Representative Ike Skelton's Book ListCulture Watch
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Skelton is a member of the Armed Services Committee. (For more details, click here.)
1. Constitution of the United States
2. "The Art of War," Sun Tzu
3. "On War," Carl von Clausewitz
4. "Masters of War: Classical Strategic Thought," Michael I. Handel
5. "The Book of War," John Keegan, ed.
6. "Fifteen Decisive Battles of the World: From Marathon to Waterloo," Edward Sheperd
7. "Alexander the Great," Peter Bamm
8. "Hannibal," Sir Gavin De Beer
9. "The Face of Battle," John Keegan
10. "Crucible of War: The Seven Years War and the Fate of Empire in British North America, 1754-1766," Fred Anderson
11. "Daniel Boone: The Life and Legend of an American Pioneer," John Mack Faragher
12. "Washington," Richard Barksdale Harwell and Douglas Southall Freeman
13. "Tecumseh: A Life," John Sugden
14. "Undaunted Courage," Stephen Ambrose
15. "Napoleon Bonaparte: An Intimate Biography," Vincent Cronin
16. "The Military Maxims of Napoleon," Napoleon Bonaparte
17. "Nelson: A Personal History," Christopher Hibbert
18. "The Price of Admiralty: The Evolution of Naval Warfare," John Keegan
19. "The Washing of the Spears: The Rise and Fall of the Zulu Nation," Donald R. Morris
20. "Lee," Douglas Southall Freeman
21. "Personal Memoirs," Ulysses S. Grant
22. "Gray Ghosts of the Confederacy: Guerrilla Warfare in the West, 1861-1865," Richard S. Brownlee
23. "Battle Cry of Freedom: The Civil War Era," James M. McPherson
24. "Son of the Morning Star," Evan S. Connell
25. "A Message to Garcia," Elbert Hubbard
26. "Yanks: The Epic Story of the American Army in World War I," John Eisenhower
27. "Black Jack: The Life and Times of John J. Pershing," Frank Everson Vandiver
28. "Churchill: A Biography," Roy Jenkins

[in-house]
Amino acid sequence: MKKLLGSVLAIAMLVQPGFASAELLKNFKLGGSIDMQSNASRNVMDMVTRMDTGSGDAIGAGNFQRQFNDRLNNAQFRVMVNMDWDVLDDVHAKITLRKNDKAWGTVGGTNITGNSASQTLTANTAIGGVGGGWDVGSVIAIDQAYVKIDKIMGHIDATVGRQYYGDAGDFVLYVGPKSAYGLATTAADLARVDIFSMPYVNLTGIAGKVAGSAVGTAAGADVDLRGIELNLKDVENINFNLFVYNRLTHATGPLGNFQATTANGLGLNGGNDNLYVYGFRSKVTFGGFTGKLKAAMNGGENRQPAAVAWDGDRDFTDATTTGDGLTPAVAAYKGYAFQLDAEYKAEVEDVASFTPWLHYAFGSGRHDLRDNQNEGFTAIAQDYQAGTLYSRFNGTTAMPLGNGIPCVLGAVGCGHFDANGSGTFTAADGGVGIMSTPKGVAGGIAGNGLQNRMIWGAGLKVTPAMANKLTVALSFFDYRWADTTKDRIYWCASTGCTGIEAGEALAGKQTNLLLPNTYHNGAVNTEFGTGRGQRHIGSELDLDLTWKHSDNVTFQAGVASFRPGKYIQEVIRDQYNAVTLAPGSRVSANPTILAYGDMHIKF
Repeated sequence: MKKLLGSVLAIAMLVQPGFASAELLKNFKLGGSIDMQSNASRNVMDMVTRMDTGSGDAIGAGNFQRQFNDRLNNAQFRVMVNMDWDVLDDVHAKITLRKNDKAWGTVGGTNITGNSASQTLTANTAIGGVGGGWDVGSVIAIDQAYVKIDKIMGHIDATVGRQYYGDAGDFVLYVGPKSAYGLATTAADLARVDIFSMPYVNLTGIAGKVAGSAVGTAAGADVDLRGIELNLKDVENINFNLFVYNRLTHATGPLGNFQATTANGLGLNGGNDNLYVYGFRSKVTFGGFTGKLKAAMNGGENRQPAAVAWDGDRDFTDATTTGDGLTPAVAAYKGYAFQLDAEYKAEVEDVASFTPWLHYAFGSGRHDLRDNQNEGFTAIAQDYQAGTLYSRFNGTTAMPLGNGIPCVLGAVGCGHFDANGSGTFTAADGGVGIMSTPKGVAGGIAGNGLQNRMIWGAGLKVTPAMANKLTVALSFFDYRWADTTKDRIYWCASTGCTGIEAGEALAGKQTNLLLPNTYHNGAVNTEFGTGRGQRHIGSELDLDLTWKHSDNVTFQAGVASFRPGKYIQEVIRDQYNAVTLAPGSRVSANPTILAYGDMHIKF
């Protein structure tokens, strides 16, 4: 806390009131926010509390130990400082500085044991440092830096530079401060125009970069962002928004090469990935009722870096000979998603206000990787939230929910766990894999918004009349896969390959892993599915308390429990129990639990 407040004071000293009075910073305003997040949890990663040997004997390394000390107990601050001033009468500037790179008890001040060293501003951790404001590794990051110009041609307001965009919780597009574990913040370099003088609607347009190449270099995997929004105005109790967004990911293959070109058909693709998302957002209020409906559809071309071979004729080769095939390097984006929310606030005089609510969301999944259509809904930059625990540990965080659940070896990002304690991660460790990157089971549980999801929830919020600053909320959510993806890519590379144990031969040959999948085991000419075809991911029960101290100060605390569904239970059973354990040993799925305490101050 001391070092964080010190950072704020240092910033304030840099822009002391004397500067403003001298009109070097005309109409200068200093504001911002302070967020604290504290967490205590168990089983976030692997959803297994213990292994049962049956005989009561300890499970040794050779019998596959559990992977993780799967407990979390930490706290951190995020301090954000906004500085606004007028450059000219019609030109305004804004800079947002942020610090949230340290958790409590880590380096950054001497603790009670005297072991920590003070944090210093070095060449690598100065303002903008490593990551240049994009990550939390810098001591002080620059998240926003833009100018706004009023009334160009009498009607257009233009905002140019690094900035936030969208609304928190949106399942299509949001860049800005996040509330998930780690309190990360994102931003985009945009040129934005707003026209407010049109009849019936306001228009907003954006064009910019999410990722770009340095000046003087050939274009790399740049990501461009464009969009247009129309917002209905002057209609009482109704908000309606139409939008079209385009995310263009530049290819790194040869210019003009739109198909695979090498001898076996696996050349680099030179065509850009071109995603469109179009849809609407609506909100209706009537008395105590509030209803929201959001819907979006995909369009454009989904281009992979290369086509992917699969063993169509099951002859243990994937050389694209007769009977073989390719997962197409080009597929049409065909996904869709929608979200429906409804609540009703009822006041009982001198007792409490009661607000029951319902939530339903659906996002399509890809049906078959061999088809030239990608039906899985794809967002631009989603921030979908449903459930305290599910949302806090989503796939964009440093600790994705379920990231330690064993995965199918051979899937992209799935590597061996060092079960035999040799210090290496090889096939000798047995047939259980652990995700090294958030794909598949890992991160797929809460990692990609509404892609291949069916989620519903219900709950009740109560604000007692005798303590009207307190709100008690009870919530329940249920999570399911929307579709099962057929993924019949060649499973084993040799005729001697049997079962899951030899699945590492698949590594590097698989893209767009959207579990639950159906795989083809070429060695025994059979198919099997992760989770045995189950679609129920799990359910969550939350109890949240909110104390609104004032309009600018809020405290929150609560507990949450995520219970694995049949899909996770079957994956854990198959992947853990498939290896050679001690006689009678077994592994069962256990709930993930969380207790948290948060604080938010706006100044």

29. "A War to Be Won," Allan R. Miller and Williamson Murray
30. "Reminiscences," Douglas MacArthur
31. "Rise and Fall of the Third Reich," William L. Shirer
32. "Combined Fleet Decoded: The Secret History of American Intelligence and the Japanese Navy in World War II," John Prados
33. "Ghost Soldiers: The Forgotten Epic Story of World War II's Most Dramatic Mission," Hampton Sides
34. "Guadalcanal: The Definitive Account of the Landmark Battle," Richard Frank
35. "The Victors: Eisenhower and His Boys and Men of World War II," Stephen Ambrose
36. "Black Knights: The Story of the Tuskegee Airmen," Lynn M. Homan and Thomas Reilly
37. "Franklin D. Roosevelt: A Rendezvous With Destiny," Frank Freidel
38. "Women in the Military: An Unfinished Revolution," Maj. Gen. Jeanne Hold, USAF (ret.)
39. "Defeat Into Victory," William Slim
40. "Truman," David McCullough
41. "This Kind of War," T.R. Fehrenbach
42. "Boyd: The Fighter Pilot Who Changed the Art of War," Robert Coram
43. "We Were Soldiers Once ... and Young," Harold G. Moore and Joseph L. Galloway
44. "Gulf War: The Complete History," Thomas G. Houlahan
45. "Warrior Politics: Why Leadership Requires a Pagan Ethos," Robert D. Kaplan
46. "Yellow Smoke: The Future of Land Warfare for America's Military," Maj. Gen. Robert H. Scales Jr.
47. "Supreme Command: Soldiers, Statesmen and Leadership in Wartime," Eliot Cohen
48. "From Vietnam to 9-11: On the Front Lines of National Security," John P. Murtha, with John Plashal